In March, over 30 scientists with backgrounds in archaeology, cultural anthropology, human geography, and sociology sat down with federal partners working on climate change-based activities to discuss ideas which would later provide the content for a new report on “Social Science Perspectives on Climate Change” One of those scientists was Dr. Isabel Rivera-Collazo, an environmental archaeologist and research affiliate of the Center.
The discussions at the workshop highlighted the importance of social sciences in climate change mitigation and adaptation and encouraged cross-organizational collaboration to develop actionable products to support federal needs. The group identified three themes to be addressed: Social vulnerability; Drivers and responses; and Innovative tools, methods, and analysis.
Dr. Rivera-Collazo co-authored a white paper on the Social Vulnerability theme, touching on four key aspects of social vulnerability — resource access, culture, governance, and information — that influence how communities are exposed and affected by climate threats at disproportionate scales. “This might be the first time there is an articulated, interdisciplinary review to assess social vulnerabilities and what aspects make us vulnerable in the context of culture”, reflected Dr. Rivera Collazo.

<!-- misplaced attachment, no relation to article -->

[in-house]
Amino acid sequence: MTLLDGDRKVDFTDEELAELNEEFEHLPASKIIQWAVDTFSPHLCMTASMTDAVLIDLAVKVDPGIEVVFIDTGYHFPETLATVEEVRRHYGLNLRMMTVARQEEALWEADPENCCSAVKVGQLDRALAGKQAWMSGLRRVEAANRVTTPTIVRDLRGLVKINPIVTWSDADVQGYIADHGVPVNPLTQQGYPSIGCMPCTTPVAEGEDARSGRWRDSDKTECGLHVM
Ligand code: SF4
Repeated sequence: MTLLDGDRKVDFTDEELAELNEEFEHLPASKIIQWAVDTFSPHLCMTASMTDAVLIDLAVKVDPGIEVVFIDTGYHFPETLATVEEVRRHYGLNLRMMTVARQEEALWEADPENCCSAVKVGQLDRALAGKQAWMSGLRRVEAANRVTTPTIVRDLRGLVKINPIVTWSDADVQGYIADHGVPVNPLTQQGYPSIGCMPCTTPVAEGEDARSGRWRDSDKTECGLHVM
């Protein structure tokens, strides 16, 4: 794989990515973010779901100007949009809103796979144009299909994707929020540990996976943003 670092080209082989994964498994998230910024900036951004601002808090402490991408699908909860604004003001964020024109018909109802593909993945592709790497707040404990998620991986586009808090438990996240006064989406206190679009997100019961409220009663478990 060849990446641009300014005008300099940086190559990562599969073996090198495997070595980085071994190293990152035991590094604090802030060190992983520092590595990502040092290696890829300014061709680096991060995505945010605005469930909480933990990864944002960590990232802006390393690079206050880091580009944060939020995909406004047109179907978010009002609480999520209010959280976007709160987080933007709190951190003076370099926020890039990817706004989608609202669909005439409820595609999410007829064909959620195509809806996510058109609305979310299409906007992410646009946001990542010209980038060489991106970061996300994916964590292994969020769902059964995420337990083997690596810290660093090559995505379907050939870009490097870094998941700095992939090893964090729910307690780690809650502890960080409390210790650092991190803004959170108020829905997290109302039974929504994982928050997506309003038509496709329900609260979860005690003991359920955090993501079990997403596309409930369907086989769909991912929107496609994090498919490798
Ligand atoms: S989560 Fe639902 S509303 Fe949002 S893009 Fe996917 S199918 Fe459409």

Read “Social Vulnerability: Social Science Perspectives on Climate Change, Part 1” here. The paper was edited during the March workshop and will be made available for decision makers once peer-reviewed.
The workshop was organized by the Social Science Coordinating Committee (SSCC) under the U.S. Global Change Research Program (USGCRP), as well as the American Anthropological Association, the American Association of Geographers, the American Sociological Association, and the Society for American Archaeology. Read more about the workshop here.